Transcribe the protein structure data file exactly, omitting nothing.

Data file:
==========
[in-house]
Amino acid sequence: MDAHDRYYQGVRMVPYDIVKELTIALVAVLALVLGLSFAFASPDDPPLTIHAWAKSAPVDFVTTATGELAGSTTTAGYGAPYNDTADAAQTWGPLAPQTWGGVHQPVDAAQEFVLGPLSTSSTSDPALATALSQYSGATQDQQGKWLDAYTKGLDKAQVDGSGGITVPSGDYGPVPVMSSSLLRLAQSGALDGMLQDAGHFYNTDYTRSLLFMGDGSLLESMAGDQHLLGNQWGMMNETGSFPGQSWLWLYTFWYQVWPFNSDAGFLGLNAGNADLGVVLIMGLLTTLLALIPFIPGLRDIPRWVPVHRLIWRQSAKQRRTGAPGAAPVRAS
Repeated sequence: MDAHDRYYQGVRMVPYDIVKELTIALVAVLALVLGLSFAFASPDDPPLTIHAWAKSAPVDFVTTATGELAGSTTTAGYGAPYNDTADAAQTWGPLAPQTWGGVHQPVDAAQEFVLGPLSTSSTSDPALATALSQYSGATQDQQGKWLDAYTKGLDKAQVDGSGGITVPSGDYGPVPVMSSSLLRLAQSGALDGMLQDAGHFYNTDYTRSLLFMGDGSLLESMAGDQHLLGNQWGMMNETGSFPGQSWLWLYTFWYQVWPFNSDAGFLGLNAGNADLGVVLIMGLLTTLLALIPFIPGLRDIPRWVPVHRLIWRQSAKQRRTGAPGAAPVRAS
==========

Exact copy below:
[in-house]
Amino acid sequence: MDAHDRYYQGVRMVPYDIVKELTIALVAVLALVLGLSFAFASPDDPPLTIHAWAKSAPVDFVTTATGELAGSTTTAGYGAPYNDTADAAQTWGPLAPQTWGGVHQPVDAAQEFVLGPLSTSSTSDPALATALSQYSGATQDQQGKWLDAYTKGLDKAQVDGSGGITVPSGDYGPVPVMSSSLLRLAQSGALDGMLQDAGHFYNTDYTRSLLFMGDGSLLESMAGDQHLLGNQWGMMNETGSFPGQSWLWLYTFWYQVWPFNSDAGFLGLNAGNADLGVVLIMGLLTTLLALIPFIPGLRDIPRWVPVHRLIWRQSAKQRRTGAPGAAPVRAS
Repeated sequence: MDAHDRYYQGVRMVPYDIVKELTIALVAVLALVLGLSFAFASPDDPPLTIHAWAKSAPVDFVTTATGELAGSTTTAGYGAPYNDTADAAQTWGPLAPQTWGGVHQPVDAAQEFVLGPLSTSSTSDPALATALSQYSGATQDQQGKWLDAYTKGLDKAQVDGSGGITVPSGDYGPVPVMSSSLLRLAQSGALDGMLQDAGHFYNTDYTRSLLFMGDGSLLESMAGDQHLLGNQWGMMNETGSFPGQSWLWLYTFWYQVWPFNSDAGFLGLNAGNADLGVVLIMGLLTTLLALIPFIPGLRDIPRWVPVHRLIWRQSAKQRRTGAPGAAPVRAS